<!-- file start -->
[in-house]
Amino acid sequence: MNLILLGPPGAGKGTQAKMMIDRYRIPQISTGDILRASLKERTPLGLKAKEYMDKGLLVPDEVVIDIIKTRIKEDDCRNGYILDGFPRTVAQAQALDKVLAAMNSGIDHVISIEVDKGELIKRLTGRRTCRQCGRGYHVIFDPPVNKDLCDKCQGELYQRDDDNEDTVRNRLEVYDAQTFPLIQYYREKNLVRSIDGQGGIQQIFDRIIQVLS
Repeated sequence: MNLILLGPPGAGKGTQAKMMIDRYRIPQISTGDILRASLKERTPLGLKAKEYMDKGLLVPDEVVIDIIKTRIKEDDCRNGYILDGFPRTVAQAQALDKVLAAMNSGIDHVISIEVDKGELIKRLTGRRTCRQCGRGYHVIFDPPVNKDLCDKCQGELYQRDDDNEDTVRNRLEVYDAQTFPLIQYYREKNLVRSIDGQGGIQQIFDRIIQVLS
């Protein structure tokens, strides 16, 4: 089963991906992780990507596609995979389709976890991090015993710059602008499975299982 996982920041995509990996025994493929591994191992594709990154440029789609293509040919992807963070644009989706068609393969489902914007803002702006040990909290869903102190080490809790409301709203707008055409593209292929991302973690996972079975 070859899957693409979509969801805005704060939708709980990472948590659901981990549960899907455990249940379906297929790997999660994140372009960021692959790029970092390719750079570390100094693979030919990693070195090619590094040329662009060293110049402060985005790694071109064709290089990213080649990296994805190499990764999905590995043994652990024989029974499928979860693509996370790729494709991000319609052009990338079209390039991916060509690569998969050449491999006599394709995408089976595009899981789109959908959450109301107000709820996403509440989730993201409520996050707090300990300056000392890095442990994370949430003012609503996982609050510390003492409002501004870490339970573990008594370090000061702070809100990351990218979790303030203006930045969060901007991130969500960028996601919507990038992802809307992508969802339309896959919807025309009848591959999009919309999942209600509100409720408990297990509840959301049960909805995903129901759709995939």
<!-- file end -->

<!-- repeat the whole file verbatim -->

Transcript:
[in-house]
Amino acid sequence: MNLILLGPPGAGKGTQAKMMIDRYRIPQISTGDILRASLKERTPLGLKAKEYMDKGLLVPDEVVIDIIKTRIKEDDCRNGYILDGFPRTVAQAQALDKVLAAMNSGIDHVISIEVDKGELIKRLTGRRTCRQCGRGYHVIFDPPVNKDLCDKCQGELYQRDDDNEDTVRNRLEVYDAQTFPLIQYYREKNLVRSIDGQGGIQQIFDRIIQVLS
Repeated sequence: MNLILLGPPGAGKGTQAKMMIDRYRIPQISTGDILRASLKERTPLGLKAKEYMDKGLLVPDEVVIDIIKTRIKEDDCRNGYILDGFPRTVAQAQALDKVLAAMNSGIDHVISIEVDKGELIKRLTGRRTCRQCGRGYHVIFDPPVNKDLCDKCQGELYQRDDDNEDTVRNRLEVYDAQTFPLIQYYREKNLVRSIDGQGGIQQIFDRIIQVLS
């Protein structure tokens, strides 16, 4: 089963991906992780990507596609995979389709976890991090015993710059602008499975299982 996982920041995509990996025994493929591994191992594709990154440029789609293509040919992807963070644009989706068609393969489902914007803002702006040990909290869903102190080490809790409301709203707008055409593209292929991302973690996972079975 070859899957693409979509969801805005704060939708709980990472948590659901981990549960899907455990249940379906297929790997999660994140372009960021692959790029970092390719750079570390100094693979030919990693070195090619590094040329662009060293110049402060985005790694071109064709290089990213080649990296994805190499990764999905590995043994652990024989029974499928979860693509996370790729494709991000319609052009990338079209390039991916060509690569998969050449491999006599394709995408089976595009899981789109959908959450109301107000709820996403509440989730993201409520996050707090300990300056000392890095442990994370949430003012609503996982609050510390003492409002501004870490339970573990008594370090000061702070809100990351990218979790303030203006930045969060901007991130969500960028996601919507990038992802809307992508969802339309896959919807025309009848591959999009919309999942209600509100409720408990297990509840959301049960909805995903129901759709995939």